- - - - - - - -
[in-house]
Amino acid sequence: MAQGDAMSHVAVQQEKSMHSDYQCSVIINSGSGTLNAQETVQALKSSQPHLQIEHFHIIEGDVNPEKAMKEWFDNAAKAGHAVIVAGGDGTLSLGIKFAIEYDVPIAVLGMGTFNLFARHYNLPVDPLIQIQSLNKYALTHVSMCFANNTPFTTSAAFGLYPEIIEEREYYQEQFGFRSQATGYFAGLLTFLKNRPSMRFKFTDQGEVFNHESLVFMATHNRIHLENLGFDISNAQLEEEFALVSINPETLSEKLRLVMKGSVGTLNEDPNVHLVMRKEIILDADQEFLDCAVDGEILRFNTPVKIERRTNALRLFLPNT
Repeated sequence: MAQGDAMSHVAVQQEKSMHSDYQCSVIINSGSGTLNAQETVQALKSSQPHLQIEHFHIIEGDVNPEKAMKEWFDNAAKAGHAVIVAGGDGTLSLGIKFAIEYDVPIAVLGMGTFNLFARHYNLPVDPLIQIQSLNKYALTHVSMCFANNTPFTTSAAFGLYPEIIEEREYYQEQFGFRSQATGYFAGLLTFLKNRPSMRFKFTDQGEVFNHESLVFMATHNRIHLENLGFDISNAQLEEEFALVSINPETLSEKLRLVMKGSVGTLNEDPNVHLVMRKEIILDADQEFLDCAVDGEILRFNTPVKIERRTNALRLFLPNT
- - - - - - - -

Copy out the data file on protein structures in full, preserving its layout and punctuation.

[in-house]
Amino acid sequence: MAQGDAMSHVAVQQEKSMHSDYQCSVIINSGSGTLNAQETVQALKSSQPHLQIEHFHIIEGDVNPEKAMKEWFDNAAKAGHAVIVAGGDGTLSLGIKFAIEYDVPIAVLGMGTFNLFARHYNLPVDPLIQIQSLNKYALTHVSMCFANNTPFTTSAAFGLYPEIIEEREYYQEQFGFRSQATGYFAGLLTFLKNRPSMRFKFTDQGEVFNHESLVFMATHNRIHLENLGFDISNAQLEEEFALVSINPETLSEKLRLVMKGSVGTLNEDPNVHLVMRKEIILDADQEFLDCAVDGEILRFNTPVKIERRTNALRLFLPNT
Repeated sequence: MAQGDAMSHVAVQQEKSMHSDYQCSVIINSGSGTLNAQETVQALKSSQPHLQIEHFHIIEGDVNPEKAMKEWFDNAAKAGHAVIVAGGDGTLSLGIKFAIEYDVPIAVLGMGTFNLFARHYNLPVDPLIQIQSLNKYALTHVSMCFANNTPFTTSAAFGLYPEIIEEREYYQEQFGFRSQATGYFAGLLTFLKNRPSMRFKFTDQGEVFNHESLVFMATHNRIHLENLGFDISNAQLEEEFALVSINPETLSEKLRLVMKGSVGTLNEDPNVHLVMRKEIILDADQEFLDCAVDGEILRFNTPVKIERRTNALRLFLPNT